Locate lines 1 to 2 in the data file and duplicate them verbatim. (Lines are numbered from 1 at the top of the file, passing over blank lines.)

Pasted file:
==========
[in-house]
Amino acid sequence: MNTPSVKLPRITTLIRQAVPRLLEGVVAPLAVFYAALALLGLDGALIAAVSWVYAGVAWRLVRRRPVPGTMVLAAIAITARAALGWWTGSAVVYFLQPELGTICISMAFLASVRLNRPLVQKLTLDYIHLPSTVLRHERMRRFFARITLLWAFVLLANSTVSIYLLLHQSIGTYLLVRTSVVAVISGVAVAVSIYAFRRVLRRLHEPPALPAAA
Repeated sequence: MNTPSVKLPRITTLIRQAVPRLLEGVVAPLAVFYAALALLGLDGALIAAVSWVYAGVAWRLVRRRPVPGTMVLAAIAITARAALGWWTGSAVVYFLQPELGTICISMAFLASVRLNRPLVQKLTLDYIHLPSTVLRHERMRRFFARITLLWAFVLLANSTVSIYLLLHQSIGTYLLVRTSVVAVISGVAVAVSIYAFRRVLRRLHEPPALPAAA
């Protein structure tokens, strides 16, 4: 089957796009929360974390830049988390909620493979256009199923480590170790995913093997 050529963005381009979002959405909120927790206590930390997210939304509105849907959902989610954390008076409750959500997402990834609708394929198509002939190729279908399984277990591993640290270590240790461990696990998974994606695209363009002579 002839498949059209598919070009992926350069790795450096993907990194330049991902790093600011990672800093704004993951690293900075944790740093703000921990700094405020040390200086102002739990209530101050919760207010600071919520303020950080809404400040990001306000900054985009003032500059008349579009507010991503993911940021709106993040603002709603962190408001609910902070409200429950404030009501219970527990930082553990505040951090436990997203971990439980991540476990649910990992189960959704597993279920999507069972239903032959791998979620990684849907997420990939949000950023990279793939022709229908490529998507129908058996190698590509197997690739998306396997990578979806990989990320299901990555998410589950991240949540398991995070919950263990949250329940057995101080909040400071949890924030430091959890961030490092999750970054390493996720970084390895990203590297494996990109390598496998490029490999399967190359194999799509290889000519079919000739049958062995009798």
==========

[in-house]
Amino acid sequence: MNTPSVKLPRITTLIRQAVPRLLEGVVAPLAVFYAALALLGLDGALIAAVSWVYAGVAWRLVRRRPVPGTMVLAAIAITARAALGWWTGSAVVYFLQPELGTICISMAFLASVRLNRPLVQKLTLDYIHLPSTVLRHERMRRFFARITLLWAFVLLANSTVSIYLLLHQSIGTYLLVRTSVVAVISGVAVAVSIYAFRRVLRRLHEPPALPAAA